How to repurpose kale stems, onion skin, and other discards into home-cooking superstars

The keys to elevating your at-home meals might be sitting in your compost heap or trash can

By Ashlie D. Stevens

Food Editor

Published April 5, 2020 5:30PM (EDT)

Pesto Pasta (Getty Images)
Pesto Pasta (Getty Images)

Some of the keys to elevating your home cooking are probably sitting in your trashcan right now. Many of the pieces of food that we toss — the vegetable scraps, citrus skins, and past-ripe berries — can be repurposed, with a little effort, into ingredients that will take your meals to another level. 

This cuts down on food waste, keeps meal costs low, and opens up the possibility for unique dishes without running to the grocery store for specialty ingredients. Here are five suggestions: 

Have leftover kale ribs? Make pesto.

Reserve the ribs — the woody stem part — from a bunch of kale; there should be about 1 ½ or 2 cups. Give them a rough chop and place in a food processor. Place  ¼ cup of shelled pistachios on a sheet pan and lightly toast in the oven until lightly browned, 5 to 7 minutes at 250 degrees. Add the pistachios, ⅓ cup of grated parmesan and 2 garlic cloves to the food processor and pulse until a thick paste forms. Add ⅓ cup of extra virgin olive oil to the processor and continue processing until smooth.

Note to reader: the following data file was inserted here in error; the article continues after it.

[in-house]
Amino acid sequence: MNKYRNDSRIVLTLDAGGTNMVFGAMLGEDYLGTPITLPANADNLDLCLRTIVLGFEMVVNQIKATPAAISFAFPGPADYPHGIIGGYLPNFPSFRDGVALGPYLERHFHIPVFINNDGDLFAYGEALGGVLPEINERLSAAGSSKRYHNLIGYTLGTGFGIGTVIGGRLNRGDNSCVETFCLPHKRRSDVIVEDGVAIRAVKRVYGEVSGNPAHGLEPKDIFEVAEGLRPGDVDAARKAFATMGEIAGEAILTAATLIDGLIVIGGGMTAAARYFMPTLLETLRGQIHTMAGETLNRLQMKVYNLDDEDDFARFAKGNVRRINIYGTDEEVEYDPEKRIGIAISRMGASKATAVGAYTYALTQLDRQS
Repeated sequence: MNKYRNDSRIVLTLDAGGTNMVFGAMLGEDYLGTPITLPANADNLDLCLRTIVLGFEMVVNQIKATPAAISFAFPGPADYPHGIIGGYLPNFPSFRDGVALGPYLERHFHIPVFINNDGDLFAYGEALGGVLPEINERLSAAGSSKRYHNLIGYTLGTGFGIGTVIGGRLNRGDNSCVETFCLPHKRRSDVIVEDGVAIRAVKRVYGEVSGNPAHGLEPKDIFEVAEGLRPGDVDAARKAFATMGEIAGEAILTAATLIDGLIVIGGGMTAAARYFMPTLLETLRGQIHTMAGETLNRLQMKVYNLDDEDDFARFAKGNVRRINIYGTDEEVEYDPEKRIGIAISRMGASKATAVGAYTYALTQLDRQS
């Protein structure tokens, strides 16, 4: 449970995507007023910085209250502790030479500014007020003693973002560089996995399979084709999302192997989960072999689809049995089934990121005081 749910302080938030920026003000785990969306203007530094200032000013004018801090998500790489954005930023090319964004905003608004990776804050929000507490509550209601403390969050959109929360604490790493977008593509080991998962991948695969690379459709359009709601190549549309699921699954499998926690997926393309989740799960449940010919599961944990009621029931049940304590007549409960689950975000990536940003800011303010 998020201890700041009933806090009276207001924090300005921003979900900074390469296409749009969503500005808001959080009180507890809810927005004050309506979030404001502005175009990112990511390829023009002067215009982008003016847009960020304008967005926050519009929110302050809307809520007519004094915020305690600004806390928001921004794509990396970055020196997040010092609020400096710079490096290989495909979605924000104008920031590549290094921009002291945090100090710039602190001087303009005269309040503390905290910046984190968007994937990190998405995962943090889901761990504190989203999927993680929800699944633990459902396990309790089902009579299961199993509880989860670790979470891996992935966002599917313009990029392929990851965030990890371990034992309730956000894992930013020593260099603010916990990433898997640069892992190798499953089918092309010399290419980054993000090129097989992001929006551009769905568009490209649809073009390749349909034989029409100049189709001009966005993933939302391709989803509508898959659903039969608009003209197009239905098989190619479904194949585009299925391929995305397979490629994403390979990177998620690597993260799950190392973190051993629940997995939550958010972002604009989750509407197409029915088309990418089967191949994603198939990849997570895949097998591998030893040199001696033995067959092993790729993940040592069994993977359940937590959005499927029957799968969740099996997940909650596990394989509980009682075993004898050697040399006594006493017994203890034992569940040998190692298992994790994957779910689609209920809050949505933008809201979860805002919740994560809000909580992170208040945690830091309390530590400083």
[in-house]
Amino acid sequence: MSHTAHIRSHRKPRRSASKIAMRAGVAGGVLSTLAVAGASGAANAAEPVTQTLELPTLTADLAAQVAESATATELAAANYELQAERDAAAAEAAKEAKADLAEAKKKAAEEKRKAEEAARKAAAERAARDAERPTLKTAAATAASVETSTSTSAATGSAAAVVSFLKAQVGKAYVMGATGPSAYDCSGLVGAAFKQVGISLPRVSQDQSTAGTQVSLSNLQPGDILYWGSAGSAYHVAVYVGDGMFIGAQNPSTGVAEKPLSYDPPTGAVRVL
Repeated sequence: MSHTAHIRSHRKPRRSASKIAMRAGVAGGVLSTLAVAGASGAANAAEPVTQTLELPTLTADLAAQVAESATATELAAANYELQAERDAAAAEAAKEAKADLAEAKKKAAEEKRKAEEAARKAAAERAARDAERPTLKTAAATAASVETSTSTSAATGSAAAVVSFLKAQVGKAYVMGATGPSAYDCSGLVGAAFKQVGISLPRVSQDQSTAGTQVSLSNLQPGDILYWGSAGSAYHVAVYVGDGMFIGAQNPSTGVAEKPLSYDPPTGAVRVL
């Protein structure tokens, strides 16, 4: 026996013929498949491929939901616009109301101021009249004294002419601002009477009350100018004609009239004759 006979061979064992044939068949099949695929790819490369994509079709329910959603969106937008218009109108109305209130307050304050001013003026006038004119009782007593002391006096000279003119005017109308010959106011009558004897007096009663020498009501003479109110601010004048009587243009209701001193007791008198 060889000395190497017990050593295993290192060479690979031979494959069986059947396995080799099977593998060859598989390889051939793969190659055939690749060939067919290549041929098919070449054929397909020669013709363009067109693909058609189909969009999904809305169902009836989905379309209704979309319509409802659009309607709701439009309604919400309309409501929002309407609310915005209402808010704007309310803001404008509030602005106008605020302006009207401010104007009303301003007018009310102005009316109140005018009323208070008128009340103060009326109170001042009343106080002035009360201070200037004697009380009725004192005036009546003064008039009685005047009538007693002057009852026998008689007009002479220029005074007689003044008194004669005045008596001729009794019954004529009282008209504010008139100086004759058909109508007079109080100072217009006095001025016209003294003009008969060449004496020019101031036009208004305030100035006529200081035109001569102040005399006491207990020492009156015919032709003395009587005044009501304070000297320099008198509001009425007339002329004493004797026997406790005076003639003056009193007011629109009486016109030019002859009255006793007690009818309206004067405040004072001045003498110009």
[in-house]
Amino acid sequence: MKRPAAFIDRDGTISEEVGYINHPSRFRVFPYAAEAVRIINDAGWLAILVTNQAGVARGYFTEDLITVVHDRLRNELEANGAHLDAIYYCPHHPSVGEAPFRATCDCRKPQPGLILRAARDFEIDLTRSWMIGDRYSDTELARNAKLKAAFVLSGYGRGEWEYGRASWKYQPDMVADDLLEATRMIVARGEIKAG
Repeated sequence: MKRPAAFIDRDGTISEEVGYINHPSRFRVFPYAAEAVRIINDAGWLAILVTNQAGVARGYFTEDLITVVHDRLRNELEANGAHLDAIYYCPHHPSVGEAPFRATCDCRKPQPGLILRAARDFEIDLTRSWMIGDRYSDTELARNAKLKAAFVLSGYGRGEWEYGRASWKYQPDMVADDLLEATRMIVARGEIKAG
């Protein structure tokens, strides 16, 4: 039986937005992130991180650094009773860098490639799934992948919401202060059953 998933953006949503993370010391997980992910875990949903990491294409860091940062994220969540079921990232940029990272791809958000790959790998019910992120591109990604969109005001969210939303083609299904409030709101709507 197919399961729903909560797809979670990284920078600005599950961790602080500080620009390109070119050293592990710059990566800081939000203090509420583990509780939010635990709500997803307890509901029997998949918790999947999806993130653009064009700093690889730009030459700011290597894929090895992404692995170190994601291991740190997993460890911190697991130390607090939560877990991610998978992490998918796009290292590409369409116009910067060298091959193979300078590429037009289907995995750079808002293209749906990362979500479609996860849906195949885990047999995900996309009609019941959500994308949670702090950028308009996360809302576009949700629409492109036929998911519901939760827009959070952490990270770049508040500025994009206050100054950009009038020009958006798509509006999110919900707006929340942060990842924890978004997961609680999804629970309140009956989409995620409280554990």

Remove the pesto from the processor, add to a large bowl and season with salt and pepper to taste. Finish with ½ teaspoon of grated lemon zest (or preserved lemon peel! Check out the recipe below). 

This pesto can be used to coat pasta or cooked vegetables, as a sauce to liven up cooked beans, or as a sandwich condiment (grilled cheese with provolone, roasted red peppers and pesto? Yes, please!) 

Onion and shallot skins? Add them to stock. 

While it's easy to think of the papery skins of onions and shallots as throwaway packaging, they can provide a really beautiful color and subtle flavor to vegetable stock, which is really the ultimate way to use up vegetable scraps. The key is roasting all the vegetable bits until browned before adding to the stock pot. 

Preheat the oven to 300 degrees. Add two cups of leftover vegetables — mushroom stems, carrot and leek ends, fennel bulbs, green bean tips, corn cobs, winter squash skins and any wilting herbs like parsley or cilantro are all great options — to a sheet pan. Add 1 thinly-sliced, unpeeled onion or 5 thinly-sliced, unpeeled shallots and 4 unpeeled garlic cloves to the pan and drizzle everything with olive oil. Generously salt and pepper. 

Bake the vegetables for 60 to 70 minutes, flipping halfway through. 

Transfer the vegetables to a stock pot, and cover it with 12 cups of water. Add 1 teaspoon of black peppercorns and 2 bay leaves. Bring the stock to a boil, then reduce it and simmer for 80 minutes, stirring occasionally, until stock has reduced by half. 

Let the broth cool, then strain, discarding solids. 

Are your berries busted up? Transform them into cocktail shrubs.

You know that package of berries that is sitting in the back of your refrigerator; they're not rotten by any means, but they are a little past their prime? My current favorite use for those is making shrubs. A shrub is essentially a drinking vinegar that can be used to add a little pucker to cocktails or non-alcoholic mixed drinks.